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Costume Ideas for Ancient Civilization

Updated July 20, 2017

Creating ancient civilisation costumes are a fun way to introduce kids to history, as well as for adults to do something different for Halloween. Because ancient fabrics were generally simple, most costumes can be made with sheets and plain cloth. Creating fake jewellery, swords, and armour is where creativity really kicks in, and where you can truly personalise your costume.

Roman Toga

Togas are relatively simple costumes that can be constructed out of standard bed sheets. To take a basic toga to the next level, create a toga with historically symbolic colours. For example, a purple toga with gold trim would designate you a victorious general. Augment your toga with a crown of laurels, sandals, and fake jewels.

Druid Mystic

The Druids were a mysterious culture that left few written records, but that just gives you more opportunity to be creative. Colourful robes, Celtic patterns, floral garlands, and face paint are all ideas you can play with. Try combining a robe with henna body paint and accenting with a carved walking stick.

Egyptian Queen

Egyptian clothing was made from simple, fine linen. Women wore long dresses, and men generally wore kilts. The nobility accented these plain garments with elaborate jewellery, including heavy necklaces, wigs, dyed capes, and earrings. To create an Egyptian costume, have fun playing with 'big hair' and elaborate fake jewelery. Heavy Hollywood-style eye make-up adds another theatrical touch.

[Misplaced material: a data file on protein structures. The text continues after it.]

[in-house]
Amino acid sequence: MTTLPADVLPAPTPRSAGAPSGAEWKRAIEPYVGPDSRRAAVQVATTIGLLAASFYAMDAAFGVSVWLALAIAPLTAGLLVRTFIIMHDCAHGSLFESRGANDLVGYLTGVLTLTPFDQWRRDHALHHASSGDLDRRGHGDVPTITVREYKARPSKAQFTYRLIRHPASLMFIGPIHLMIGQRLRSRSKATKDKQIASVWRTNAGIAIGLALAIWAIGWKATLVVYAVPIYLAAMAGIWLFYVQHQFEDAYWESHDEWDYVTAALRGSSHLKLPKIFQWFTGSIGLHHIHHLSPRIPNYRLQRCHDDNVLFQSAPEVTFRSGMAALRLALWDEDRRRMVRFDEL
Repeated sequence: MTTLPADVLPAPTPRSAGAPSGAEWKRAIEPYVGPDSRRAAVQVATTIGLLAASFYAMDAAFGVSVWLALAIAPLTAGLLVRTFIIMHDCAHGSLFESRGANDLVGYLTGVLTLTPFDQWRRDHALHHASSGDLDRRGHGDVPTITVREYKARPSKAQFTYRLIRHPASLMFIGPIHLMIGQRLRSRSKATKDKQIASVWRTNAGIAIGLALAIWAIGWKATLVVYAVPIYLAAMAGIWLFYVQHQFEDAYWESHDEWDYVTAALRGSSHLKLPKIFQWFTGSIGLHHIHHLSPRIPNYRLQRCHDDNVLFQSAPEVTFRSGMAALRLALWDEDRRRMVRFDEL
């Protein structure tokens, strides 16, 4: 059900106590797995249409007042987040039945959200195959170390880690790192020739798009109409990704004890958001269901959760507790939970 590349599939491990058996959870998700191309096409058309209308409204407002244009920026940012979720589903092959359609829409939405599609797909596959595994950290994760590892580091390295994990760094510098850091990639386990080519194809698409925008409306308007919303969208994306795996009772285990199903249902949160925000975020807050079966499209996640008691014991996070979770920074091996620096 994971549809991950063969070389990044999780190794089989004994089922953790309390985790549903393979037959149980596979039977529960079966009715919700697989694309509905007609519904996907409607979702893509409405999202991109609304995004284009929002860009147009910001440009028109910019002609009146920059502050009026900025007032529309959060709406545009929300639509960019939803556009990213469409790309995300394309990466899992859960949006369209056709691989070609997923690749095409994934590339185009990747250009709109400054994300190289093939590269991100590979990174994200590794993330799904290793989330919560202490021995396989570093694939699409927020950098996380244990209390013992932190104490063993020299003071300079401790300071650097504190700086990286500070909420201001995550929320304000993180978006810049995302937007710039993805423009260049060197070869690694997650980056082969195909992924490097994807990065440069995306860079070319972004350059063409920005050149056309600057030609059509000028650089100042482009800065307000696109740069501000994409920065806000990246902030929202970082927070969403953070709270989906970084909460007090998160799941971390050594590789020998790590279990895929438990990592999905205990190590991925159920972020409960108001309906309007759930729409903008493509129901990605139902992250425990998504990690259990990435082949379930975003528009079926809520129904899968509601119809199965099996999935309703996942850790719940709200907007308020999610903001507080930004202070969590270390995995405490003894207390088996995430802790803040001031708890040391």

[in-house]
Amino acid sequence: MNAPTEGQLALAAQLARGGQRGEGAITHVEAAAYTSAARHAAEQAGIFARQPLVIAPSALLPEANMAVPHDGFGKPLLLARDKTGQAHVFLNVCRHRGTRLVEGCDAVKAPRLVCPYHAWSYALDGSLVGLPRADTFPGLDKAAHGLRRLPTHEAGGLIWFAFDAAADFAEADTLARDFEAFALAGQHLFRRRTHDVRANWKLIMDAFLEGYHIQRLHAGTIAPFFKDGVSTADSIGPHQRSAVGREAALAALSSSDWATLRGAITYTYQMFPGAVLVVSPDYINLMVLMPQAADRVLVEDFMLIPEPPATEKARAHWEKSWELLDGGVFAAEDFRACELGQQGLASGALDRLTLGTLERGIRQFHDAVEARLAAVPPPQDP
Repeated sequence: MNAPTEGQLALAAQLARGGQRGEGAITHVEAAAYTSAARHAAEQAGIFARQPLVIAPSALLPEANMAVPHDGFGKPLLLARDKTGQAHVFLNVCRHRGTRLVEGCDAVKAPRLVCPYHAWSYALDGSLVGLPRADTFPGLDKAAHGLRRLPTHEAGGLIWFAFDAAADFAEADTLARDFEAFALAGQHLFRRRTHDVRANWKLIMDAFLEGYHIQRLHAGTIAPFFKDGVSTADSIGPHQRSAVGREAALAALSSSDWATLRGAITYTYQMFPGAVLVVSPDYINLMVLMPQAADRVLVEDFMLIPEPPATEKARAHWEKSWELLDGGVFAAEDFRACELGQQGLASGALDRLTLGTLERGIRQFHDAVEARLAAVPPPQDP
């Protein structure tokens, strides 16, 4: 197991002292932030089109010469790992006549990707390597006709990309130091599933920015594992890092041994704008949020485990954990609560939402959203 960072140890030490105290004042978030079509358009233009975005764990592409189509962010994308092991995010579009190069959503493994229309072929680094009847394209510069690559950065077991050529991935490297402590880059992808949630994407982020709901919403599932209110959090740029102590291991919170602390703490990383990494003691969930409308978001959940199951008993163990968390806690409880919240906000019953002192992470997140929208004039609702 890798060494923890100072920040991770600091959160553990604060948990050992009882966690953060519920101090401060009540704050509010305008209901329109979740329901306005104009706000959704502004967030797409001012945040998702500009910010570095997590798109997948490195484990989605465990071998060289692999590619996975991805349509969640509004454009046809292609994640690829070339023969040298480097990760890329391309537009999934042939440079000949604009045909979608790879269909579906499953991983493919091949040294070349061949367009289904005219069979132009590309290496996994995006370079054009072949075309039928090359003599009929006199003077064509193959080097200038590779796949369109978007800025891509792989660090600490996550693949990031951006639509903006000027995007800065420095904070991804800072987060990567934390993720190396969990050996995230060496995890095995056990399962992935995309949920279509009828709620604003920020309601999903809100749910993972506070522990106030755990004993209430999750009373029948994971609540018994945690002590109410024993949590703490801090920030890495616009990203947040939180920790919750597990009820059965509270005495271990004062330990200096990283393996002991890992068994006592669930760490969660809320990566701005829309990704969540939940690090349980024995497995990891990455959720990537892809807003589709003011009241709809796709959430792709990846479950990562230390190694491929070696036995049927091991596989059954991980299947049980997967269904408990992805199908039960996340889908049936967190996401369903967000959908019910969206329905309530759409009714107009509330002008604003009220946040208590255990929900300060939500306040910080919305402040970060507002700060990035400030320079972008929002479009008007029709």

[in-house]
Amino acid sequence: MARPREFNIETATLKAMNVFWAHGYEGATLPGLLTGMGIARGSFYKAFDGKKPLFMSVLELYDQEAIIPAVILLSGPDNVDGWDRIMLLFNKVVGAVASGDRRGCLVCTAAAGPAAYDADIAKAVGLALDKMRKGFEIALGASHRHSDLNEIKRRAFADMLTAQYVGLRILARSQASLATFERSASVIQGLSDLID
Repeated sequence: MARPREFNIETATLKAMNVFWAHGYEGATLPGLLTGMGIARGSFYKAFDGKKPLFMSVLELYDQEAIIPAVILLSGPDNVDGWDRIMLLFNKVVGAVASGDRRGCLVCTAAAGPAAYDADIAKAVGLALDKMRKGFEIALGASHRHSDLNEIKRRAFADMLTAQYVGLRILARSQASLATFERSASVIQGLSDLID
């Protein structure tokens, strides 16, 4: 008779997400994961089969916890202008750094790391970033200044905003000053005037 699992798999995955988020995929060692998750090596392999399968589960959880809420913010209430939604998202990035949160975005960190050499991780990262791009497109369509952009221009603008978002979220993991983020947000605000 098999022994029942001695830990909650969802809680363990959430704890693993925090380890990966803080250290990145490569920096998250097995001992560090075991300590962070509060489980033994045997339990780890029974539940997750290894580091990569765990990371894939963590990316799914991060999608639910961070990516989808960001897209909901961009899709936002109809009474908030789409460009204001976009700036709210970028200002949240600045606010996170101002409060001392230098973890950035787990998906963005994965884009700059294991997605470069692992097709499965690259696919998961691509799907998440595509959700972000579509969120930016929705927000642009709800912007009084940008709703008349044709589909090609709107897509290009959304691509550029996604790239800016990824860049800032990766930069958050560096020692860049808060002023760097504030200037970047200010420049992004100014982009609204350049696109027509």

Greek Warrior

Greek warriors wore tunics, coupled with kilts, leg guards, and elaborate helmets. For a costume, construct body armour out of cardboard, spray paint soccer shin guards, and attach decorations to a standard bicycle helmet. You can also create a large, round shield by modifying a dustbin lid. Fake swords made out of cardboard and wrapped with tin foil are another possible accessory.

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About the Author

Lauren Agra began writing professionally in 2010. She is a copywriter for Subports Internet retail and before that she assisted the editorial department of Peachtree Publishers. Agra received her Bachelor of Arts in English from Emory University and a Master of Philosophy in literature from Trinity College Dublin.